Yates made his first start of the year at February's Vuelta a Andalucía, where he finished fifth overall.[81] The following month, Yates finished in second place at Paris–Nice for the second time in his career; he moved up to second overall following the fifth stage,[82] and maintained this position for the remainder of the race, despite his attempts to overhaul Primož Roglič during his stage-winning attack on the final stage into Nice.[83] He won two stages and the points classification at the Vuelta a Asturias the week before the Giro d'Italia started.[84][85] At the Giro d'Italia, Yates won the second stage individual time trial in Budapest, moving up to second overall behind Mathieu van der Poel.[86] He remained in the top-five placings until the ninth stage, losing more than eleven minutes on the final climb to Blockhaus.[87] He added a second stage win on stage fourteen in Turin,[88] but withdrew from the race in the final week.[89]

In July, Yates extended his contract with Team BikeExchange–Jayco until the end of the 2024 season.[90] He then started a Spanish block of racing with a victory in the Prueba Villafranca de Ordizia one-day race, having gone clear of the peloton with 11.5 kilometres (7.1 miles) remaining.[91] A few days later, Yates won the Vuelta a Castilla y León stage race, having won the second and final stage from a 27-kilometre (17-mile) solo attack.[92] He rode the Vuelta a España for the first time since his victory in 2018,[93] but withdrew from the race while in fifth place overall, due to a positive test for COVID-19.[94]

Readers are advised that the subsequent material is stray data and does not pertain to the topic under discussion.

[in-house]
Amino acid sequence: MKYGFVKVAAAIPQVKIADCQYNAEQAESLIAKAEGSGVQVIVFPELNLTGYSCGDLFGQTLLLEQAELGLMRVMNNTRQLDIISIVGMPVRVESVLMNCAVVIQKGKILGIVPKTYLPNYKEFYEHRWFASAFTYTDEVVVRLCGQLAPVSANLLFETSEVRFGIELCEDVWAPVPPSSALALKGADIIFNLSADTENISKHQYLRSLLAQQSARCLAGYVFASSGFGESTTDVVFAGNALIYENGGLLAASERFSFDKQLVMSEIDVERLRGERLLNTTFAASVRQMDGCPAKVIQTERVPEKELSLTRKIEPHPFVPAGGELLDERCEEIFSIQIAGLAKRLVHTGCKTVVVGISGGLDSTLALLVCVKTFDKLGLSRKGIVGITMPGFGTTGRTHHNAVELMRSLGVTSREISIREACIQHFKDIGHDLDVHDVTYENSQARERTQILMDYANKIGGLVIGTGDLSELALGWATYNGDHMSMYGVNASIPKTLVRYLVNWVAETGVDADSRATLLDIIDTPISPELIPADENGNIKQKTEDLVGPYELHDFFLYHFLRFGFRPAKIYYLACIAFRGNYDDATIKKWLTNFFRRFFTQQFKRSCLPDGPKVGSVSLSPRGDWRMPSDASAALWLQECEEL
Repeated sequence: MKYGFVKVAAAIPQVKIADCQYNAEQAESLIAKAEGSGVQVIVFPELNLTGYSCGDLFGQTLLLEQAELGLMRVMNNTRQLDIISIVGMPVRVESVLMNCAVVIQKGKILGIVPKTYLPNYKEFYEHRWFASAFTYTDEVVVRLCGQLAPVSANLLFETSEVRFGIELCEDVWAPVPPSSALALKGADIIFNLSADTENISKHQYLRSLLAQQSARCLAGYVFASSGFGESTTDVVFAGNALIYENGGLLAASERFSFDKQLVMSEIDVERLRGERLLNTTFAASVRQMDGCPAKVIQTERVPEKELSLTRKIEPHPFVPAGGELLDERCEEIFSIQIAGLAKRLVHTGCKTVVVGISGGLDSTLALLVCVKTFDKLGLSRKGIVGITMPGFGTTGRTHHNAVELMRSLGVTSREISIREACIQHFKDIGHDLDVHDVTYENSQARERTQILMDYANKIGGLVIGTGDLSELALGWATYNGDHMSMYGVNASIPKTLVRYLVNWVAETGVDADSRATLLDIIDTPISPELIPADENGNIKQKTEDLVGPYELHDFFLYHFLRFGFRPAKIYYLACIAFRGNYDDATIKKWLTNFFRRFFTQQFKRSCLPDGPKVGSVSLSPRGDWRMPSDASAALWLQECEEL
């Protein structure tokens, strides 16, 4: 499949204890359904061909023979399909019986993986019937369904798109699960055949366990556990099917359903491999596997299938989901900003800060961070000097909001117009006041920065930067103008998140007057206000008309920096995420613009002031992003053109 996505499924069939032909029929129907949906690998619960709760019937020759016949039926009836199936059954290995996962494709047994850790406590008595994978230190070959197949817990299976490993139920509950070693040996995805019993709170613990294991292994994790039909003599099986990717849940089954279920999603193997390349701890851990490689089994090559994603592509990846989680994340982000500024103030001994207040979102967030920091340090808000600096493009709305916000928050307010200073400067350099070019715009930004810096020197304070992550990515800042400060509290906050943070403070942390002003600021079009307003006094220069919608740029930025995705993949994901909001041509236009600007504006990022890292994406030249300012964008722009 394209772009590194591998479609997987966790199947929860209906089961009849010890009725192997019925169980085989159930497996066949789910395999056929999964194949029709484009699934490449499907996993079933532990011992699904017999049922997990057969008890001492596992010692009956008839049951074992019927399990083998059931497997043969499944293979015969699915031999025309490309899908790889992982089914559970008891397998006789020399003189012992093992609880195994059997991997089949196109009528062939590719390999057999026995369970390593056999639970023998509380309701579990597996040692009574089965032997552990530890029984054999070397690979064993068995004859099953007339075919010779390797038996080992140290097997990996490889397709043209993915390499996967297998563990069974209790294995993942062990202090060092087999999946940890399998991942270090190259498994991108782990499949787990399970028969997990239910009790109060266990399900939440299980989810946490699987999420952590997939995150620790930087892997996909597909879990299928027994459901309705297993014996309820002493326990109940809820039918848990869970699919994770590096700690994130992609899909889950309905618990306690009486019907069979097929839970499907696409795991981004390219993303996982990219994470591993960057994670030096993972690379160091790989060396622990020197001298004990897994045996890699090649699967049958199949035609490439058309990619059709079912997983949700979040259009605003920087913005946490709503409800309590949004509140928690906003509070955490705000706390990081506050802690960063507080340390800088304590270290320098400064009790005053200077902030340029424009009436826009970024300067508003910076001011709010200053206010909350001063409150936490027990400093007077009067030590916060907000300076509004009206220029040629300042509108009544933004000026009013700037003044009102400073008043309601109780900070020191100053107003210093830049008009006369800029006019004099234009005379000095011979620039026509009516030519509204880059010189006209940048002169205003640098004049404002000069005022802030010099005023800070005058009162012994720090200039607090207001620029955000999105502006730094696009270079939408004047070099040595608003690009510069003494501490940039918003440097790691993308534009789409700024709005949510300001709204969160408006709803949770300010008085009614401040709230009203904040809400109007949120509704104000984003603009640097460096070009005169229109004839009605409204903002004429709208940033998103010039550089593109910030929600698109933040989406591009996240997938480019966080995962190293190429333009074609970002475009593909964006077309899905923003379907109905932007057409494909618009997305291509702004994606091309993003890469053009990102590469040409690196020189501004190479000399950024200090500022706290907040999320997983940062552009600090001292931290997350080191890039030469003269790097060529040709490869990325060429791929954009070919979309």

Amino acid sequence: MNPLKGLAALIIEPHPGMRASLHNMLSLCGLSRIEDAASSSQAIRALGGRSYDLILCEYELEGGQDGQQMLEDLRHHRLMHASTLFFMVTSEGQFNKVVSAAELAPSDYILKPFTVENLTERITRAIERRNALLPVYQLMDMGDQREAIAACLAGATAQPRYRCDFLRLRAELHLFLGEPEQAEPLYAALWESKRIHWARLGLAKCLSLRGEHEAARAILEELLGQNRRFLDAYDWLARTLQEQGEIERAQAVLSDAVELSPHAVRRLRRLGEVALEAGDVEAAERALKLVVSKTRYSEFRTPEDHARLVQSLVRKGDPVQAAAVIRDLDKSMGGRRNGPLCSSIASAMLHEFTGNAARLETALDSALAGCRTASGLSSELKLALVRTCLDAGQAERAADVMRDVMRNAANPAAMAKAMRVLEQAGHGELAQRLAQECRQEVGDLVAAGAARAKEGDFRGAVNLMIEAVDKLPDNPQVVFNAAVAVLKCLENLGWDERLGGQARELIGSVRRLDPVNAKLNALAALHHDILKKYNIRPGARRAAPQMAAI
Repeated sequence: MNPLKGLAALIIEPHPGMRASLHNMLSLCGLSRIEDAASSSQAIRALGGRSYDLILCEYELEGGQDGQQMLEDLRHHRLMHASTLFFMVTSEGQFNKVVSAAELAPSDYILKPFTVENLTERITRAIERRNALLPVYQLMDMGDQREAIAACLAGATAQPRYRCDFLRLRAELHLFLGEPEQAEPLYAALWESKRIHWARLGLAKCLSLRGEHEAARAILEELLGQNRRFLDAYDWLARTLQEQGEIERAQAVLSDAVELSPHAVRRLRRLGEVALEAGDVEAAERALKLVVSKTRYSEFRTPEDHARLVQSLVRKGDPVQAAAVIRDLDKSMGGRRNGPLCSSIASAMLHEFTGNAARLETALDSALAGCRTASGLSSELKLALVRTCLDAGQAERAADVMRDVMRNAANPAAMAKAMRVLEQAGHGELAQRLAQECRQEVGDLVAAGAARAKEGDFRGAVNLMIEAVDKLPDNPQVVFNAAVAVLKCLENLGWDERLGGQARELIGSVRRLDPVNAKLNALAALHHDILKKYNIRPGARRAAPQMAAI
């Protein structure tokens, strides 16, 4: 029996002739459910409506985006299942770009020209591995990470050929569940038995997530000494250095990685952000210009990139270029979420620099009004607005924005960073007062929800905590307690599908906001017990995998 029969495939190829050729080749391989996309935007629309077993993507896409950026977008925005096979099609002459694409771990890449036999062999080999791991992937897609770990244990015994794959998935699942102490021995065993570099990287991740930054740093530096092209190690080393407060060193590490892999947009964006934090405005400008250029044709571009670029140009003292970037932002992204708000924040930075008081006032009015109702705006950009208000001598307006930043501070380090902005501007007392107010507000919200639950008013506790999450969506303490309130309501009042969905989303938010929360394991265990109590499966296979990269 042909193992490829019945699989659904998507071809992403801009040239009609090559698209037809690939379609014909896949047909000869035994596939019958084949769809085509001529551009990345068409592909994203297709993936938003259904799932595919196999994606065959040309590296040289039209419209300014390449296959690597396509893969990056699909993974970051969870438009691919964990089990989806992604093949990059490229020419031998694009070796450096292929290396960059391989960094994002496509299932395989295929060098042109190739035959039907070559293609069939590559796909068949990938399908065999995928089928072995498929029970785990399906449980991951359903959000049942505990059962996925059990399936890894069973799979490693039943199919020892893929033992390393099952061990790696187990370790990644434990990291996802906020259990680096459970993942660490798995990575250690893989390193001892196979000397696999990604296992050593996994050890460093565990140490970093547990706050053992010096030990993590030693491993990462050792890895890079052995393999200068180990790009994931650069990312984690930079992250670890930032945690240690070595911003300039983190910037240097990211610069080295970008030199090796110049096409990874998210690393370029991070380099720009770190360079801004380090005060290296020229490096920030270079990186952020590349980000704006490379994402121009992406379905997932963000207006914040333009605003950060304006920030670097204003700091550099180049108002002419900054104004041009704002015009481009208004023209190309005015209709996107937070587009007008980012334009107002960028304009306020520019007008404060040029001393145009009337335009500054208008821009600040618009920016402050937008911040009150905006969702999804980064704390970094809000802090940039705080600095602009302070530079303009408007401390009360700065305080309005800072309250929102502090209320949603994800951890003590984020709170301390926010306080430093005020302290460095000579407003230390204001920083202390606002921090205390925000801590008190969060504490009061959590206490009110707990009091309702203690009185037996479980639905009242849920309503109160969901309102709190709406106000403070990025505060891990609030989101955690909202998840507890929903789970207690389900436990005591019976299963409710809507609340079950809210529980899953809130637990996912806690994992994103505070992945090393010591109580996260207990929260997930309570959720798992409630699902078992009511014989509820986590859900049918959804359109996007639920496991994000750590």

With the Tour Down Under being held for the first time since 2020, Yates started his season in Australia,[95] where he finished in second overall behind Jay Vine, and won the final stage in a two-up sprint with Vine atop Mount Lofty.[96] He then recorded finishes of fourth at Paris–Nice and ninth at the Tour of the Basque Country, before withdrawing from the Tour de Romandie due to a stomach problem.[97] He would not race again prior to the Tour de France – missing the Giro d'Italia, having competed in its previous five editions.[98]

Yates at the 2023 Tour de France, where he recorded his best finish to date of fourth overall

The opening stage of the Tour de France, held in and around Bilbao, saw Adam Yates attack on the descent from the Pike Bidea climb, where he was followed by his brother – with them working together over the closing kilometres.[99] Adam Yates pulled clear in the closing 350 metres (1,150 feet) to take the stage victory by four seconds, as they became the third set of brothers to finish 1–2 on a Tour de France stage, after the Pélissiers (Francis and Henri) and the Schlecks (Andy and Fränk).[100] Simon Yates remained in the top-ten placings in the general classification throughout the race, dropping no lower than eighth,[101] but was unable to win a stage, adding a further second-place stage finish on stage seventeen – an Alpine stage with more than 5,000 metres (16,000 feet) of climbing that Yates described as "wicked".[102] He ultimately finished the race in 4th overall, having overturned an 18-second deficit to Carlos Rodríguez before the penultimate stage into a 34-second advantage,[103] missing out on the final podium spot by almost 90 seconds – to brother Adam.[104]

In the autumn, he took four top-six race results at the Grand Prix Cycliste de Montréal (sixth),[105] the Memorial Marco Pantani (fourth),[106] the Giro dell'Emilia (third),[107] and Il Lombardia (fifth),[108] but no further victories.

Doping ban